Two years ago I wrote about one of my favorite Christmas songs – “Baby It’s Cold Outside“.
While there are multiple versions of the song, I noted a couple of my favorites in that post, one featuring Bobby Mercer and Margaret Whiting:
and this one from the movie Elf:
But a story in today’s Philadelphia Inquirer about the song gave me pause. Reporter Dan DeLuca notes that as “Baby” has gotten increased exposure, pop culture observers have hastened to point out that the lyrics are about a guy (characterized as the “Wolf” in Loesser’s original composition) who is unscrupulous in using whatever means necessary to get the woman (the “Mouse”) to sleep with him.
In today’s environment, with all of the high profile sexual harassment and assault accusations, such lyrics would be cause for concern. DeLuca also notes that as a result of such concerns, two local radio stations have taken the song off their holiday playlist.
But these concerns are not new. Back in 2012, Salon wrote a story titled “Is ‘Baby, It’s Cold Outside’ a date-rape anthem?“, noting the concerns expressed above.
However, there are other views about the song. In 2010, Slay Belle, an editor at Persephone, wrote a piece titled, “Listening While Feminist: In Defense of “Baby, It’s Cold Outside”. In here essay, Belle notes that, “… it’s not a song about rape. It’s a song about the desires even good girls have.”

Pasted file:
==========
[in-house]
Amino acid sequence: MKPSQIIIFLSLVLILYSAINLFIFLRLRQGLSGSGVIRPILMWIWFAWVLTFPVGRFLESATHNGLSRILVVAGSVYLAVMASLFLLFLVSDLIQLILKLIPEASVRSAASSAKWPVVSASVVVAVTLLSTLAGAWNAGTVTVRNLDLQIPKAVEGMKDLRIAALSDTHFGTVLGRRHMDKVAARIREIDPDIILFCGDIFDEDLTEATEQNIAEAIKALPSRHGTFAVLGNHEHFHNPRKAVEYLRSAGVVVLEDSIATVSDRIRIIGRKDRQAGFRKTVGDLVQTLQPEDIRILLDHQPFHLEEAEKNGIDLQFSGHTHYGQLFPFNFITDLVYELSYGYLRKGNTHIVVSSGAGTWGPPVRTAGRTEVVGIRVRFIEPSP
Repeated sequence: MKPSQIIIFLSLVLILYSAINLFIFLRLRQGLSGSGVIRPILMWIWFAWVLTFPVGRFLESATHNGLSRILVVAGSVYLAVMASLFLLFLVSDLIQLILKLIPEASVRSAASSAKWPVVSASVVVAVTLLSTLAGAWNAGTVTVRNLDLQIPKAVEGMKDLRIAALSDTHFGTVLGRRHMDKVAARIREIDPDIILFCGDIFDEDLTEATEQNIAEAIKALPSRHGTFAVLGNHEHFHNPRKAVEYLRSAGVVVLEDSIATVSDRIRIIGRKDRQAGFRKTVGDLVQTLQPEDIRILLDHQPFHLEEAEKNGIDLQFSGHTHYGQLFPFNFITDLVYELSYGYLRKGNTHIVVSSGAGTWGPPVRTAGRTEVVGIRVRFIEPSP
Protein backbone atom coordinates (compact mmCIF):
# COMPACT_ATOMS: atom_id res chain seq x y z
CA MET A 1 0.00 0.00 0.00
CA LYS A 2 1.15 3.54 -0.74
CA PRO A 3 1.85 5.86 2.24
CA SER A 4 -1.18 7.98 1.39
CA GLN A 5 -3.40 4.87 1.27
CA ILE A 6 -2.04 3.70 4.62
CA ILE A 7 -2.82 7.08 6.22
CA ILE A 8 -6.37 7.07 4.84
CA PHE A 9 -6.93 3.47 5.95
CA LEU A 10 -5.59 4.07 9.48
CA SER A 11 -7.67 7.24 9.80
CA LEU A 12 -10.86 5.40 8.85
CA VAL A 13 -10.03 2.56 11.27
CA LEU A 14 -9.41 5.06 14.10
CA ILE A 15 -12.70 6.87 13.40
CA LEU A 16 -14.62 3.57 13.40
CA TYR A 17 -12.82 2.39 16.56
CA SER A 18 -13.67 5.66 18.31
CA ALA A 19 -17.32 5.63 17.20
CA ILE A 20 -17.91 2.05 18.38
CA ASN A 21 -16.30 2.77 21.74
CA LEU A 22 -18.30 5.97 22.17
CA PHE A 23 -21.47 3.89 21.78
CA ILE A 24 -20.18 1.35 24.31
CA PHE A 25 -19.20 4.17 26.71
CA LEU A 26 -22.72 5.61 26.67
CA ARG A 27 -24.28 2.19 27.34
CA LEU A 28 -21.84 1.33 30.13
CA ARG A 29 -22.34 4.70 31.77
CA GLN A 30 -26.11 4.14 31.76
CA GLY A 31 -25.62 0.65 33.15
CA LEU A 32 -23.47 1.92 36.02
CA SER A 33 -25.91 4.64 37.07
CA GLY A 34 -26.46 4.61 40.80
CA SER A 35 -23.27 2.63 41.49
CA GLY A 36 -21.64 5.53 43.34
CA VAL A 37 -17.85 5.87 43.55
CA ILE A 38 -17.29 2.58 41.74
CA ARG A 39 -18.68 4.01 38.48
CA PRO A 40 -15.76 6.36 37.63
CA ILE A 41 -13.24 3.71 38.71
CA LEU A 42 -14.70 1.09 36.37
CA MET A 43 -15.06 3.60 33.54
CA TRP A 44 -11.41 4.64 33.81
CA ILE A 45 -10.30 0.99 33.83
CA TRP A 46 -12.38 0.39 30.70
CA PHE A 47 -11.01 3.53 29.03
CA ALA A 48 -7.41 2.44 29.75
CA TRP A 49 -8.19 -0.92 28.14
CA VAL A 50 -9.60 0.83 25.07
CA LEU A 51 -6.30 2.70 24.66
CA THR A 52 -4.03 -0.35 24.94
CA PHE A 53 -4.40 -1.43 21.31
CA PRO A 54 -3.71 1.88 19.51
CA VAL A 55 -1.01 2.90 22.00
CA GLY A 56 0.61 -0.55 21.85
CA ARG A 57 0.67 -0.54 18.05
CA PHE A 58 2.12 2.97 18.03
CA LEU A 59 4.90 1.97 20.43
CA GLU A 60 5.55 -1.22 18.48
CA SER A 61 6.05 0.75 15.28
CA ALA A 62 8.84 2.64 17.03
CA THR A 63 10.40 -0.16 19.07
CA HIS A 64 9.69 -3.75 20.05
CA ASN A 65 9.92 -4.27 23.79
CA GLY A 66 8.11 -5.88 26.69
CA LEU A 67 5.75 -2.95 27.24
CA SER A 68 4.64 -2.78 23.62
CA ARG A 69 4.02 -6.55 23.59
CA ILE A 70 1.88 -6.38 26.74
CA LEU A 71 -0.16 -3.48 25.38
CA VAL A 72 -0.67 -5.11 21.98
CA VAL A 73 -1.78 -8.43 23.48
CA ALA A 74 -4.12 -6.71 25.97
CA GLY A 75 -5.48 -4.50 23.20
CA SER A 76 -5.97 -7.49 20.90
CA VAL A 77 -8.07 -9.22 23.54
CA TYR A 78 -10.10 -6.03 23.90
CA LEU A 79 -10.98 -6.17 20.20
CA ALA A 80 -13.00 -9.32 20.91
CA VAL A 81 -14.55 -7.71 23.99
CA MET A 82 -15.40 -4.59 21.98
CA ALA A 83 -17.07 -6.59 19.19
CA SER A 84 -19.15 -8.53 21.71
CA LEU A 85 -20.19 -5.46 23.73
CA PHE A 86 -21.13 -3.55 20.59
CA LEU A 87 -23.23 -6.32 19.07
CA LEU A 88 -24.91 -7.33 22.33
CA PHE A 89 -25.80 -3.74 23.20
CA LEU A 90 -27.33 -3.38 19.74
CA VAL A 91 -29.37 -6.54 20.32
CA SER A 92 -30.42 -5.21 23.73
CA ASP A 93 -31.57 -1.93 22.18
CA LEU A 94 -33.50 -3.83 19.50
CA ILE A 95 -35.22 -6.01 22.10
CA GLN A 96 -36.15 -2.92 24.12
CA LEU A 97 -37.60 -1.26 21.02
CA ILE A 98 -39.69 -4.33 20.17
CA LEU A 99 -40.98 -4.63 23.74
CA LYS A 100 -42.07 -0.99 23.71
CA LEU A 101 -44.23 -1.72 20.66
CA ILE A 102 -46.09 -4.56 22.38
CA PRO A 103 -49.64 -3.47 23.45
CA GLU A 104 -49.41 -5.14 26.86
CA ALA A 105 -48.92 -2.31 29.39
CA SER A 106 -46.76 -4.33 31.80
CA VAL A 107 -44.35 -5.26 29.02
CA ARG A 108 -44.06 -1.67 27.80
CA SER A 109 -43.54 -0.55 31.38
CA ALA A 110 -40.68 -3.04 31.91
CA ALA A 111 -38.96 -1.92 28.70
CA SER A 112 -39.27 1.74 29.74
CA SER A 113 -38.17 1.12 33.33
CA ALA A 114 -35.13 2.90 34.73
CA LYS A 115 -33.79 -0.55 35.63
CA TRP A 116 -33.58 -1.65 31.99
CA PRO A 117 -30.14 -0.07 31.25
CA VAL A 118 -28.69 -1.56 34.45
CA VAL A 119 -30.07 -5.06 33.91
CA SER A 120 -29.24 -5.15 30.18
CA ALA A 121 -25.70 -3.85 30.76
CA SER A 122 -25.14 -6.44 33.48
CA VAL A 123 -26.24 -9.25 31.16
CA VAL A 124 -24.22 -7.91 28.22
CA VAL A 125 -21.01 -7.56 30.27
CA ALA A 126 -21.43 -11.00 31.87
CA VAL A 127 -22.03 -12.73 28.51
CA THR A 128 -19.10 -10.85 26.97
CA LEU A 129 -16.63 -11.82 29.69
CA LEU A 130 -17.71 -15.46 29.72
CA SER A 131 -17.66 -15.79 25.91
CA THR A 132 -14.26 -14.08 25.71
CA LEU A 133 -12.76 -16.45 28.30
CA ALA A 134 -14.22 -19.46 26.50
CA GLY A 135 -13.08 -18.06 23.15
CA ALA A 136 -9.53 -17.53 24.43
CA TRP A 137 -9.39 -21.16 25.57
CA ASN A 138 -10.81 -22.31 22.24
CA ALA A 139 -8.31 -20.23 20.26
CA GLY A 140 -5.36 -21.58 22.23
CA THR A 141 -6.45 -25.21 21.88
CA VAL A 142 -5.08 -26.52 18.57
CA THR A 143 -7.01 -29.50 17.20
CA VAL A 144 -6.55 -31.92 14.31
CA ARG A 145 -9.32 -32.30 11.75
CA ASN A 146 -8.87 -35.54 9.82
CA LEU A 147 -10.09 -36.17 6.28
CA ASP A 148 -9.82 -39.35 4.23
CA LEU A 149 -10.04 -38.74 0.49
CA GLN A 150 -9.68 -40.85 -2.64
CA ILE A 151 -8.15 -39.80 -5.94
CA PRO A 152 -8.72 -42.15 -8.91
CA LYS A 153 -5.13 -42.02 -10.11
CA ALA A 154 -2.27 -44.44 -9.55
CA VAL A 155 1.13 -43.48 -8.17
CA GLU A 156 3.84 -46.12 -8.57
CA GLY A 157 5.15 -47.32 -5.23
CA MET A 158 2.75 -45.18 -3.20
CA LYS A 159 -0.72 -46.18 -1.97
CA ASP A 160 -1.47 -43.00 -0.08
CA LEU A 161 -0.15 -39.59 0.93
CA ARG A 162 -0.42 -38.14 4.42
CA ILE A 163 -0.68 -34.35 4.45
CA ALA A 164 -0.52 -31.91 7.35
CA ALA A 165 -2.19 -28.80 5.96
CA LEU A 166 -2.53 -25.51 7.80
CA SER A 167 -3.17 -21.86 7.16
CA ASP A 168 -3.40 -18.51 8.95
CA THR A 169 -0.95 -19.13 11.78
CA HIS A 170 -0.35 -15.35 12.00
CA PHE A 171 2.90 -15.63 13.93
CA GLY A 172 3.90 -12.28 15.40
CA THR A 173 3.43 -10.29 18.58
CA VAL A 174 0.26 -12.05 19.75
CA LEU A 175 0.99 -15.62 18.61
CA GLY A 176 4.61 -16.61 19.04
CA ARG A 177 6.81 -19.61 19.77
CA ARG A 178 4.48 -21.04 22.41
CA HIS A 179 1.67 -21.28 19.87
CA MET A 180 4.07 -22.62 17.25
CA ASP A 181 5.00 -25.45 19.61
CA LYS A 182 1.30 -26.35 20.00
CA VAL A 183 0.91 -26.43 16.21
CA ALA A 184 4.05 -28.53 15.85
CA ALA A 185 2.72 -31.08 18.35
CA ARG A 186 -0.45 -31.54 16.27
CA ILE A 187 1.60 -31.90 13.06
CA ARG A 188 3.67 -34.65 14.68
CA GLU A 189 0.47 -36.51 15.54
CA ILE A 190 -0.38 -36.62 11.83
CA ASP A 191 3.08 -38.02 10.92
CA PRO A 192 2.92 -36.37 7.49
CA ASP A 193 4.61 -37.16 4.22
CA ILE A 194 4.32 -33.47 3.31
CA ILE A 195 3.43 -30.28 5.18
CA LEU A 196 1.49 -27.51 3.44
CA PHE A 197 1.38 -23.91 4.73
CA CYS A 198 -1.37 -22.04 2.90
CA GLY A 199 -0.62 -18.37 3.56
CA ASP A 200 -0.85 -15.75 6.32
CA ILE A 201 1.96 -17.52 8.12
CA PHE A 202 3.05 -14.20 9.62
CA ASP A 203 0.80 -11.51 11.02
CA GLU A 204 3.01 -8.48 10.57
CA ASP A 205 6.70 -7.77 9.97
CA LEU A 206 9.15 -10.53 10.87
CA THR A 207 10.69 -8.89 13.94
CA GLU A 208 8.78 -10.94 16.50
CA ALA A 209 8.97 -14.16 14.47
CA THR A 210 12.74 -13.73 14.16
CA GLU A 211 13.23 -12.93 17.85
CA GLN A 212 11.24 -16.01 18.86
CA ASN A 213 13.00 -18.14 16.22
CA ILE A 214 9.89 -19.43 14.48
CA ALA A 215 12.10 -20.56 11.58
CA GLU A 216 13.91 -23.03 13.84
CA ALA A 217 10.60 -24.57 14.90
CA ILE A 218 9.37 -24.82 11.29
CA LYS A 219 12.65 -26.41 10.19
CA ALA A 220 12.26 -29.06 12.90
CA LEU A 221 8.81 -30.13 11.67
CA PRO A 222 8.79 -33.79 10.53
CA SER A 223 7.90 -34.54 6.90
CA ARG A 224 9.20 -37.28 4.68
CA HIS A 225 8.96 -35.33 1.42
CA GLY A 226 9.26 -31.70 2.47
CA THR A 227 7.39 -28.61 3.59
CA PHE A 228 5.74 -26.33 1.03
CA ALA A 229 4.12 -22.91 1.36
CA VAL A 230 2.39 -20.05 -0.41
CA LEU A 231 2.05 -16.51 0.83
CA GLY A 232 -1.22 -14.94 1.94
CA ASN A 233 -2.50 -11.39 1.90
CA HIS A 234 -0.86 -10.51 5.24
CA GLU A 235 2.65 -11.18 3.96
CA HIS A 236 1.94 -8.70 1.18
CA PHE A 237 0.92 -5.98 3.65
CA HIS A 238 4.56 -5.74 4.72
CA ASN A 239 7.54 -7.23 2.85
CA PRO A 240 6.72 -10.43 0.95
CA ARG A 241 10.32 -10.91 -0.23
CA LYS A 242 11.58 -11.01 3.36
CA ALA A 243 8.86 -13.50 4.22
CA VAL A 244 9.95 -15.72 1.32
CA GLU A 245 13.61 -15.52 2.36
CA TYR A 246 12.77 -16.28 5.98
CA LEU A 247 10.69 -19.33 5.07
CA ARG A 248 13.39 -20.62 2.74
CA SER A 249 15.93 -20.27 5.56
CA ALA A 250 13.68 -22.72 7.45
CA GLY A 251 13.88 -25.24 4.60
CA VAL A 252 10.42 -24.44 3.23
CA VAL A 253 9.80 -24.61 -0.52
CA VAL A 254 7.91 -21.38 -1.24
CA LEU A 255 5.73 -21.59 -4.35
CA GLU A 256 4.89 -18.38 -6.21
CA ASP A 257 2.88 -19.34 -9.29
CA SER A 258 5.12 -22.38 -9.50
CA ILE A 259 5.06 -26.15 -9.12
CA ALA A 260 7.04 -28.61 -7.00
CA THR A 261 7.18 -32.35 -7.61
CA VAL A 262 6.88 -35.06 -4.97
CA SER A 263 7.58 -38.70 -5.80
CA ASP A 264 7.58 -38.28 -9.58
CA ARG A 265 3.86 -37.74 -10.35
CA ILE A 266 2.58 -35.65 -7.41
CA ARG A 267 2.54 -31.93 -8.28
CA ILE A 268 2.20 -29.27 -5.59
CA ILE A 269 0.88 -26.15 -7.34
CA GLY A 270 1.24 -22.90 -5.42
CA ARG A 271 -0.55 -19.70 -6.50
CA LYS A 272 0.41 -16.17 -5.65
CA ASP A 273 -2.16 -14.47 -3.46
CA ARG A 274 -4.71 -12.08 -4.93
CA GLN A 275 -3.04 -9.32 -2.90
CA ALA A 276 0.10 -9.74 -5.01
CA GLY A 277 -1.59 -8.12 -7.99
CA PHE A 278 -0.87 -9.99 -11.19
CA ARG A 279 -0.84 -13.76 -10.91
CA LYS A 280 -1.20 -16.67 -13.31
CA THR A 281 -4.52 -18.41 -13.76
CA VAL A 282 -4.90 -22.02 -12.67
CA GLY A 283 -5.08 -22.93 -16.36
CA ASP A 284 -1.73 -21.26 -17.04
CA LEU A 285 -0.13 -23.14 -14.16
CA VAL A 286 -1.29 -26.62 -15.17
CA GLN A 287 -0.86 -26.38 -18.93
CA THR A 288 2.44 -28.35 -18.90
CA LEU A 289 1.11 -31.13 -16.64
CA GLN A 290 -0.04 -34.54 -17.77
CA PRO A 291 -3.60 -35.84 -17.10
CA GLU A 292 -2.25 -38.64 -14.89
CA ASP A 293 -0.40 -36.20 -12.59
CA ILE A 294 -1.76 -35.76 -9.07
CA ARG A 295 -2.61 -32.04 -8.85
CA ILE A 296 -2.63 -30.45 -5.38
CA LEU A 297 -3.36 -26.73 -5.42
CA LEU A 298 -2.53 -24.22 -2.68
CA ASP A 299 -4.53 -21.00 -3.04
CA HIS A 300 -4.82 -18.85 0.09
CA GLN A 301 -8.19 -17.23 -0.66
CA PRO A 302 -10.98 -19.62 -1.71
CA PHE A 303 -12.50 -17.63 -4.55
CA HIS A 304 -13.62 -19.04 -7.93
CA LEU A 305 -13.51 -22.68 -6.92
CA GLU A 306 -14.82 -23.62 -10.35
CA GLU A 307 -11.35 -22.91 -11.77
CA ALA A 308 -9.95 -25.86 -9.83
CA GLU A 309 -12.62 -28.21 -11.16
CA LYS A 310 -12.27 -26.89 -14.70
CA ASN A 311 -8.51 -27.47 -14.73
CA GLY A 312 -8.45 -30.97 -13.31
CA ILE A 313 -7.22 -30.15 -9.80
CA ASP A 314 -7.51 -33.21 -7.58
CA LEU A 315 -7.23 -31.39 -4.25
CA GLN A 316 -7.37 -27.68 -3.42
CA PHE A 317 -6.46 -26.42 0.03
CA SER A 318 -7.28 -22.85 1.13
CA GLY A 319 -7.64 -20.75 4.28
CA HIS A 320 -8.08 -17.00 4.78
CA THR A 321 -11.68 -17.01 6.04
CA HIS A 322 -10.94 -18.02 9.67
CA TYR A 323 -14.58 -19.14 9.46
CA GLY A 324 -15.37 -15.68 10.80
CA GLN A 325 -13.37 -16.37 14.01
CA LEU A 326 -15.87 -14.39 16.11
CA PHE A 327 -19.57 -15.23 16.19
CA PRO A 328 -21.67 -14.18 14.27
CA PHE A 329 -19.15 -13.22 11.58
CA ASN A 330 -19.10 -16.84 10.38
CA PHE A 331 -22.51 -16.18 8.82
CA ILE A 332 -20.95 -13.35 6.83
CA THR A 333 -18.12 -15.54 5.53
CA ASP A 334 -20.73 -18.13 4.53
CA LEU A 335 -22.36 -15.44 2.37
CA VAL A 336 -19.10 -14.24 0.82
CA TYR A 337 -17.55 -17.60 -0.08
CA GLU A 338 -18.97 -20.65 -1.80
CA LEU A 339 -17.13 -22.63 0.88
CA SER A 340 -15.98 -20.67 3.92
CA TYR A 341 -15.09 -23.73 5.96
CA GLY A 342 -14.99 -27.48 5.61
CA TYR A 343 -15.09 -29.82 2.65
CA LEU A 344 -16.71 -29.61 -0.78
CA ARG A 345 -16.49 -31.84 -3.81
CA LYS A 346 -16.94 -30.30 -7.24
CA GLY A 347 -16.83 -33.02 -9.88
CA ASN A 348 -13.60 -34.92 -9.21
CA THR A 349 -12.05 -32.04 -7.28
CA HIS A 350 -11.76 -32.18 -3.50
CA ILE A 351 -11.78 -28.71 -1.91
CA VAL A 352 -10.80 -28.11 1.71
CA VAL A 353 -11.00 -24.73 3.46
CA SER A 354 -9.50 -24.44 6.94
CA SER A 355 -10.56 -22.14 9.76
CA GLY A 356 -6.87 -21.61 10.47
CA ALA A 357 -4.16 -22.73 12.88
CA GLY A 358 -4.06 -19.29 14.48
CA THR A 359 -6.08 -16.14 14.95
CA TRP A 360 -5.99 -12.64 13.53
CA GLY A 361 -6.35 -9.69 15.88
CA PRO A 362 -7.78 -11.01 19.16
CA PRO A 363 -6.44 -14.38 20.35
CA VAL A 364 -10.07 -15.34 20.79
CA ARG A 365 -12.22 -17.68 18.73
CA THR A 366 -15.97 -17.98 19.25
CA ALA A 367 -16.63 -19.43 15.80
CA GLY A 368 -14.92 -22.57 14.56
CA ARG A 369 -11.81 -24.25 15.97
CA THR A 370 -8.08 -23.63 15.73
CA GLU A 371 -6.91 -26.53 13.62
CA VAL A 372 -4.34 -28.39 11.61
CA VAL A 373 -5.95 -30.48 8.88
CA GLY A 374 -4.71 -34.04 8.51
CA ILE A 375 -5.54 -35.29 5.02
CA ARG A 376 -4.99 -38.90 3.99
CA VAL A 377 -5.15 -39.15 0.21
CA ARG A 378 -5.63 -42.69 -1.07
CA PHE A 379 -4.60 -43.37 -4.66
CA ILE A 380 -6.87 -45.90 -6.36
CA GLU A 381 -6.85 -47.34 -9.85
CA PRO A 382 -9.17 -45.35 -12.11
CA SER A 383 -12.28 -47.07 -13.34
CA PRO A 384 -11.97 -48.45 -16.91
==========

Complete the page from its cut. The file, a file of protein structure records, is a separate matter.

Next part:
And as for the question about what’s in the drink, Belle notes that the line, “Say, what’s in this drink” is a well-used phrase that was common in movies of the time period and isn’t really used in the same manner any longer. The phrase generally referred to someone saying or doing something they thought they wouldn’t in normal circumstances; it’s a nod to the idea that alcohol is “making” them do something unusual.
Much like my general dislike of book bans, I’m not of fan of banning songs either. Let the reader, or in this case, the listener, decide what he or she wants to listen to.
And so I’m on Belle’s side with this on. Let’s recognize the song for what it was meant to portray when it was first written.
It’s still on my playlist, and in fact I learned about two more popular versions of the song that came out in the past few years.
Here’s one by Michael Buble and Idina Menzel:
Here’s one by Colbie Caillat and Gavin DeGraw:
One by Willie Nelson and Norah Jones:
And finally a role reversal version, featuring Lady Gaga and Joseph Gordon Levitt: